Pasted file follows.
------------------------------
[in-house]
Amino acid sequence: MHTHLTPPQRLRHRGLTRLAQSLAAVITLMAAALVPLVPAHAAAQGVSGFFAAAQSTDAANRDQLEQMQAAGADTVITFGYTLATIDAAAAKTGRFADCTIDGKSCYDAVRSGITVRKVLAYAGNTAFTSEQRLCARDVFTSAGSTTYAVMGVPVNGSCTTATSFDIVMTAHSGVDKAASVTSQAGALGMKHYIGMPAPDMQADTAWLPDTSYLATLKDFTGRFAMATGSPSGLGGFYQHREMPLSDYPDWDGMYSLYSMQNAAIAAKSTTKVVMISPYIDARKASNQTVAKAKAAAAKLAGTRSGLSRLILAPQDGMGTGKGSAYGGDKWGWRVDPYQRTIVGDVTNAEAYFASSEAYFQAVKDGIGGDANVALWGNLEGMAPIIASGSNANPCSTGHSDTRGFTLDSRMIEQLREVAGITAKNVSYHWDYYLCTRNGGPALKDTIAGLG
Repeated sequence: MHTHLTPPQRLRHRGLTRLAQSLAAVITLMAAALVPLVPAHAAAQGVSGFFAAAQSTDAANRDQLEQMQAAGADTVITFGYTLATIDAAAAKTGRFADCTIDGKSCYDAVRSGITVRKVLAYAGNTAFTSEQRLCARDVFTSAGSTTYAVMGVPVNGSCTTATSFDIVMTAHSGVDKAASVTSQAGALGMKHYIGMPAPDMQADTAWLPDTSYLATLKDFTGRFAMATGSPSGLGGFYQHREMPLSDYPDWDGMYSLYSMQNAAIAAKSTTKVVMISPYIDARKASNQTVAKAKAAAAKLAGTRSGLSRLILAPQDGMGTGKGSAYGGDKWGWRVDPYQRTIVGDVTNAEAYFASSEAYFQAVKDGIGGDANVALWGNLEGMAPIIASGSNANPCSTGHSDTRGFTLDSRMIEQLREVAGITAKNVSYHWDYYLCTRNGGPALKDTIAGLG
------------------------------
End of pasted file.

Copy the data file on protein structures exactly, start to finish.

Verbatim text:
[in-house]
Amino acid sequence: MHTHLTPPQRLRHRGLTRLAQSLAAVITLMAAALVPLVPAHAAAQGVSGFFAAAQSTDAANRDQLEQMQAAGADTVITFGYTLATIDAAAAKTGRFADCTIDGKSCYDAVRSGITVRKVLAYAGNTAFTSEQRLCARDVFTSAGSTTYAVMGVPVNGSCTTATSFDIVMTAHSGVDKAASVTSQAGALGMKHYIGMPAPDMQADTAWLPDTSYLATLKDFTGRFAMATGSPSGLGGFYQHREMPLSDYPDWDGMYSLYSMQNAAIAAKSTTKVVMISPYIDARKASNQTVAKAKAAAAKLAGTRSGLSRLILAPQDGMGTGKGSAYGGDKWGWRVDPYQRTIVGDVTNAEAYFASSEAYFQAVKDGIGGDANVALWGNLEGMAPIIASGSNANPCSTGHSDTRGFTLDSRMIEQLREVAGITAKNVSYHWDYYLCTRNGGPALKDTIAGLG
Repeated sequence: MHTHLTPPQRLRHRGLTRLAQSLAAVITLMAAALVPLVPAHAAAQGVSGFFAAAQSTDAANRDQLEQMQAAGADTVITFGYTLATIDAAAAKTGRFADCTIDGKSCYDAVRSGITVRKVLAYAGNTAFTSEQRLCARDVFTSAGSTTYAVMGVPVNGSCTTATSFDIVMTAHSGVDKAASVTSQAGALGMKHYIGMPAPDMQADTAWLPDTSYLATLKDFTGRFAMATGSPSGLGGFYQHREMPLSDYPDWDGMYSLYSMQNAAIAAKSTTKVVMISPYIDARKASNQTVAKAKAAAAKLAGTRSGLSRLILAPQDGMGTGKGSAYGGDKWGWRVDPYQRTIVGDVTNAEAYFASSEAYFQAVKDGIGGDANVALWGNLEGMAPIIASGSNANPCSTGHSDTRGFTLDSRMIEQLREVAGITAKNVSYHWDYYLCTRNGGPALKDTIAGLG